Blue Monday, which falls on the 16 January this year, is often recognised as the most depressing day of the year and a difficult time for many. Those that are facing the winter months, with colder weather and shorter daylight, may be susceptible to experience Seasonal Affective Disorder (SAD). With The World Health Organization reporting that 15% of working-age adults live with a mental disorder and twelve billion working days are lost every day to depression and anxiety alone1, ill-mental health is a topic that cannot be overlooked. International SOS highlights the importance for organisations to recognise the impact this can have on their employees and take steps to protect and promote the mental health of their workforce.
Dr Rodrigo Rodriguez-Fernandez, Global Health Advisor, Wellness & Mental Health at International SOS, says “Following the excitement of the holiday season, it is normal for many to feel a little down at this time of the year and have a difficult time adjusting to the return to work. Some may have experienced family and financial pressures over the festive period, as households cope with rising energy bills, mortgages, and inflation. Within a similar vein, the International SOS Risk Outlook 2023 report reveals that the cost-of-living pressures will be most likely to have a negative effect on mental health and productivity in the next 12 months.”
Work can be a protective factor for mental health, but it can also contribute to worsening mental health. Without effective support from employers, mental health issues can impact employees’ ability to work productively and increase absences. A workplace culture which focuses on preventing mental ill-health and promotes self-care is invaluable for employees.
Dr Rodriguez-Fernandez adds “Organisations are now recognising the increased need to focus on mental health.2 Creating working conditions in which an individual employee can enhance their skills to improve mental wellbeing and having initiatives in place to prevent mental ill-health are key. However, employers should know that employees may often feel reluctant to discuss their mental health issues with their colleagues and manager they work with. To counter this, it is important for organisations to offer a range of tailored solutions that meet each employee’s different needs and expectations. Mental health and wellbeing support such as one on one short-term counselling, having wellbeing days at work, 24/7 wellbeing hotline and stress awareness training are found to be valuable to employees.3”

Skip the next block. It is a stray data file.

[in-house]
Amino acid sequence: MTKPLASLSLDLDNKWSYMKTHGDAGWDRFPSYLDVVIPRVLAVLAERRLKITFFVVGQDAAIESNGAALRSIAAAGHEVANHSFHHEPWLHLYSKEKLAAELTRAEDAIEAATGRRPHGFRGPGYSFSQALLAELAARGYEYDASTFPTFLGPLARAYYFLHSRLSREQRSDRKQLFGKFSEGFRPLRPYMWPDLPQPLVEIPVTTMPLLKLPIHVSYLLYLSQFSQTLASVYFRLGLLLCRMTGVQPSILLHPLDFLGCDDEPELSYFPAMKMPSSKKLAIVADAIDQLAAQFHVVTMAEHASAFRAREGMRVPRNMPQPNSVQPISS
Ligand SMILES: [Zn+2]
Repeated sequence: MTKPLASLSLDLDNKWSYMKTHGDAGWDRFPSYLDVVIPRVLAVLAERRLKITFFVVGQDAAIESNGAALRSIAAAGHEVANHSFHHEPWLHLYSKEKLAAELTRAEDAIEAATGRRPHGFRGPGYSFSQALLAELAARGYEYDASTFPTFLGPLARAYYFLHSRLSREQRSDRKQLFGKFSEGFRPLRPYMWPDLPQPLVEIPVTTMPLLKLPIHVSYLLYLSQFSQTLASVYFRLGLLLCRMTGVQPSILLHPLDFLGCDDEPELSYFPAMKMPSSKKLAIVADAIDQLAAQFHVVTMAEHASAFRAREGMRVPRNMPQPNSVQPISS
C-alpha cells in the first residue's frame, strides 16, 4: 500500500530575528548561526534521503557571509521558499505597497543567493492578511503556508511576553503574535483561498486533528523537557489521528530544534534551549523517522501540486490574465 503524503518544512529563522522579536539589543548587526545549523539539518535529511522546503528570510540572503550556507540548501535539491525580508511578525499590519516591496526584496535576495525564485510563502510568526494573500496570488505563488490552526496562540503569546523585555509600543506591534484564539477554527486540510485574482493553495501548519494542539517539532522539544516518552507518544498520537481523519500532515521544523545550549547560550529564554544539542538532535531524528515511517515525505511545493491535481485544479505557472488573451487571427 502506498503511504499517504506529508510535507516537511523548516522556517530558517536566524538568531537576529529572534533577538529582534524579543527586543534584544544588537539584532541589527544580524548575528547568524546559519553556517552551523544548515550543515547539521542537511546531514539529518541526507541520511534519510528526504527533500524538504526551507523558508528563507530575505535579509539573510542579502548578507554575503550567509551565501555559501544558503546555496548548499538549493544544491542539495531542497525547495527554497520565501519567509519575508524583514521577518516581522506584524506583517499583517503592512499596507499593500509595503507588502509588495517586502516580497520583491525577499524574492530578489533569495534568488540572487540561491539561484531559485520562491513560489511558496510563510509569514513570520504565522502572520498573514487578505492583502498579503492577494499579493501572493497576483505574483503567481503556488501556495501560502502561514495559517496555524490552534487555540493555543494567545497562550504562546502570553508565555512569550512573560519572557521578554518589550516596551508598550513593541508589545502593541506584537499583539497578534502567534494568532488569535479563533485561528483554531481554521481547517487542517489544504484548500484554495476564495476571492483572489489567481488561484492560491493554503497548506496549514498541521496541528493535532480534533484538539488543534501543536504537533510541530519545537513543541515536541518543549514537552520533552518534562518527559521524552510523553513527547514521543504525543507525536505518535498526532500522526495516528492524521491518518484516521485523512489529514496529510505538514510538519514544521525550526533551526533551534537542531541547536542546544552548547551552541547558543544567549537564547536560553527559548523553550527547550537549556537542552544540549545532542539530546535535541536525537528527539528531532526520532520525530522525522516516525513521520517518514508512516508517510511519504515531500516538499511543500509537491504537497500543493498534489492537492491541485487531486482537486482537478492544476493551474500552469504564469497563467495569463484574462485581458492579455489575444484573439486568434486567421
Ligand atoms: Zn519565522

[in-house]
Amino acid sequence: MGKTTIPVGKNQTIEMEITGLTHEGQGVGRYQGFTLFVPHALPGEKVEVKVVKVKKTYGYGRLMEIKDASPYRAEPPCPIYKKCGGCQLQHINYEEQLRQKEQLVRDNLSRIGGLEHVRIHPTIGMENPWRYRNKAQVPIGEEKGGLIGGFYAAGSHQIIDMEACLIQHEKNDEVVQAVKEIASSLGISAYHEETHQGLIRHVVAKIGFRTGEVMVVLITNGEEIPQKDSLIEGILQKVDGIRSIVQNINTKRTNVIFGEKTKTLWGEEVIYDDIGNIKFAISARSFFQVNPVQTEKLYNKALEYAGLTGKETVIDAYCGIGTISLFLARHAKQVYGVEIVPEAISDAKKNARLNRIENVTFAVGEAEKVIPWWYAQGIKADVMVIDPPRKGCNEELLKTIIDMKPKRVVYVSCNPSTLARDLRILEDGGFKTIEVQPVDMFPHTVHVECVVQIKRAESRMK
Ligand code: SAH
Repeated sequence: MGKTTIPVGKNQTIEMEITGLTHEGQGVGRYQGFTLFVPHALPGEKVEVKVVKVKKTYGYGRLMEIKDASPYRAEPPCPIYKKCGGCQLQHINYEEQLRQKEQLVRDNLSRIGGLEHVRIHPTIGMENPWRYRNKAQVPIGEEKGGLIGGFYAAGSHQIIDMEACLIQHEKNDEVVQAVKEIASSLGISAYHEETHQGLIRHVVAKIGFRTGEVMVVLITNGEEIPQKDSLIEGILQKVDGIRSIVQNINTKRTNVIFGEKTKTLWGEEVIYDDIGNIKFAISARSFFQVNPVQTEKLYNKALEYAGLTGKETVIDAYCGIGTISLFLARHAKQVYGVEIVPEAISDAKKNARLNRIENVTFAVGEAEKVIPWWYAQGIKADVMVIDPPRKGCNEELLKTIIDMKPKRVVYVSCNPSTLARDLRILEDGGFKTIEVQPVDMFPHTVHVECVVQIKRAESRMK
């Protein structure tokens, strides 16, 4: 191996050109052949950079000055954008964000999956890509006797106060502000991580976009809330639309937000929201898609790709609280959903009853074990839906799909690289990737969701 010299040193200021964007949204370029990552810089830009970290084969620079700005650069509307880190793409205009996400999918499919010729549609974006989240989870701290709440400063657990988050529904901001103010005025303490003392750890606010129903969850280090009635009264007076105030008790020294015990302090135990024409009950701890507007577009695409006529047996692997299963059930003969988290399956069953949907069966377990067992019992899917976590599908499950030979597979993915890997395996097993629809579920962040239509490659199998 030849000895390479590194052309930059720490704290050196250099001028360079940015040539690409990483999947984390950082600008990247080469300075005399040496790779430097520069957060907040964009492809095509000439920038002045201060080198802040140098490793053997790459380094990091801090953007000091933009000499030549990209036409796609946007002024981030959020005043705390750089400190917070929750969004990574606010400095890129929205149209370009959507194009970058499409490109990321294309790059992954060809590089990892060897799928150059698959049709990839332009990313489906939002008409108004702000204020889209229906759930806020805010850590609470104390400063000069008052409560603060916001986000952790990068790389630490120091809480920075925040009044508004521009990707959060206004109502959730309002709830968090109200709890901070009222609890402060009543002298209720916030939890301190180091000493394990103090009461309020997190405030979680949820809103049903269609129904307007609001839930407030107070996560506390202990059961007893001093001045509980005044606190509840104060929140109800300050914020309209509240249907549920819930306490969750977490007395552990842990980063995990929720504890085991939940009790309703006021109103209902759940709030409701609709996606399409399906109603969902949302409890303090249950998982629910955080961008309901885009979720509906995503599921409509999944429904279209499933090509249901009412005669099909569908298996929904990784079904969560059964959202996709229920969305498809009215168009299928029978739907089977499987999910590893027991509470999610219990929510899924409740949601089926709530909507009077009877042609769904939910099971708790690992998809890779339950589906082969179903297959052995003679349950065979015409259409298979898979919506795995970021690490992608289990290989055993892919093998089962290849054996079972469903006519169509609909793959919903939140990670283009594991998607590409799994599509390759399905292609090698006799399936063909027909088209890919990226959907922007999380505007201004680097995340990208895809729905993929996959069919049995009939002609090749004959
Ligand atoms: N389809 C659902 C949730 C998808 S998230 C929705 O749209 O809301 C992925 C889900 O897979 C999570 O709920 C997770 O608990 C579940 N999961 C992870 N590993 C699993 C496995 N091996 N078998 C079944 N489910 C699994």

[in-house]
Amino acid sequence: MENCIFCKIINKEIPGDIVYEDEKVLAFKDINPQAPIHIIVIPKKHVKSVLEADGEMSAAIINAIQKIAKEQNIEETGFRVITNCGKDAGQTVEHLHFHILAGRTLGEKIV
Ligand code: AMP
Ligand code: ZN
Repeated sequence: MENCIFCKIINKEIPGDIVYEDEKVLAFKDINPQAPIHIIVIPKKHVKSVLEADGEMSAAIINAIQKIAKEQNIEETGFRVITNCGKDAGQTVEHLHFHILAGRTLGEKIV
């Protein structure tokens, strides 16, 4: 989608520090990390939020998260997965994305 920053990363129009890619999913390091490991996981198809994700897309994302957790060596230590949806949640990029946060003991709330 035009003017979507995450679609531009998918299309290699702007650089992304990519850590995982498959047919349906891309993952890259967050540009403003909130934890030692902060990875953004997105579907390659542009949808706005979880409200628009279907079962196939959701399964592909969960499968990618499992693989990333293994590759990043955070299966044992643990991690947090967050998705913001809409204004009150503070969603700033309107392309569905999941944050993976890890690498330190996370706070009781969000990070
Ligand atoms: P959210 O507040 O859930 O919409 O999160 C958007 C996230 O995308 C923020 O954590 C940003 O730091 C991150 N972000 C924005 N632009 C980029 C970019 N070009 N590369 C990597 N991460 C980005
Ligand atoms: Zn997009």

To help organisations support the mental health of their employees during what can be a challenging time for some, International SOS shares below expert tips:
1. Create an emotionally open culture and encourage open communication – create a safe space for employees to talk about their mental health and wellbeing. Encourage them to speak up if they are feeling overwhelmed or struggling.
2. Promote self-care – provide resources on self-care practices such as exercise, healthy eating, and stress management techniques. Allow and encourage employees to take regular breaks within the workday to get fresh air and stretch.
3. Provide flexibility – in terms of working hours and location to help employees balance their work and personal lives based on individual needs.
4. Ensure that employees know that they are not alone – encourage them to make use of any mental health resources and support available, such as counselling or employee assistance programmes.
5. Focus on upskilling line managers with mental wellness training or mental health first-aid training – to recognise the signs of mental health issues and how to support employees who may be struggling.